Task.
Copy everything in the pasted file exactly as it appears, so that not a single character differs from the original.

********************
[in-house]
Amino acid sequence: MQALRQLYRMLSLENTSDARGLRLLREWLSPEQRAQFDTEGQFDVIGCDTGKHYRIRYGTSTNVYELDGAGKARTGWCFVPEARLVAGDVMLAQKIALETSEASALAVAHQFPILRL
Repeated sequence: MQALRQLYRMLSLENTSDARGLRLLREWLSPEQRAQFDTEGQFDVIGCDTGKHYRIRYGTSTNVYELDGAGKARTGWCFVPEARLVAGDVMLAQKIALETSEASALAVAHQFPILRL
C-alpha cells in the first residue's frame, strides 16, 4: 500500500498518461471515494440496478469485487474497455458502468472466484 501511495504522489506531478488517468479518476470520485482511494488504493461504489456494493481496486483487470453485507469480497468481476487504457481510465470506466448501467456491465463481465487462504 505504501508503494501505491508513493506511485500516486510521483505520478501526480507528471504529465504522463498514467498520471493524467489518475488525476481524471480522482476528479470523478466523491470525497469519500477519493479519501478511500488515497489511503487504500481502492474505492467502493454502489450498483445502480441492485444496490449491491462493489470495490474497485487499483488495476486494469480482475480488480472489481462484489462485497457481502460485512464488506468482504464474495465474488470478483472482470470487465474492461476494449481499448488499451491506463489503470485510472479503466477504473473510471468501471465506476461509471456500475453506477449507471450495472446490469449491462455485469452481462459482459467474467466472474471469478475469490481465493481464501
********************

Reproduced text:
[in-house]
Amino acid sequence: MQALRQLYRMLSLENTSDARGLRLLREWLSPEQRAQFDTEGQFDVIGCDTGKHYRIRYGTSTNVYELDGAGKARTGWCFVPEARLVAGDVMLAQKIALETSEASALAVAHQFPILRL
Repeated sequence: MQALRQLYRMLSLENTSDARGLRLLREWLSPEQRAQFDTEGQFDVIGCDTGKHYRIRYGTSTNVYELDGAGKARTGWCFVPEARLVAGDVMLAQKIALETSEASALAVAHQFPILRL
C-alpha cells in the first residue's frame, strides 16, 4: 500500500498518461471515494440496478469485487474497455458502468472466484 501511495504522489506531478488517468479518476470520485482511494488504493461504489456494493481496486483487470453485507469480497468481476487504457481510465470506466448501467456491465463481465487462504 505504501508503494501505491508513493506511485500516486510521483505520478501526480507528471504529465504522463498514467498520471493524467489518475488525476481524471480522482476528479470523478466523491470525497469519500477519493479519501478511500488515497489511503487504500481502492474505492467502493454502489450498483445502480441492485444496490449491491462493489470495490474497485487499483488495476486494469480482475480488480472489481462484489462485497457481502460485512464488506468482504464474495465474488470478483472482470470487465474492461476494449481499448488499451491506463489503470485510472479503466477504473473510471468501471465506476461509471456500475453506477449507471450495472446490469449491462455485469452481462459482459467474467466472474471469478475469490481465493481464501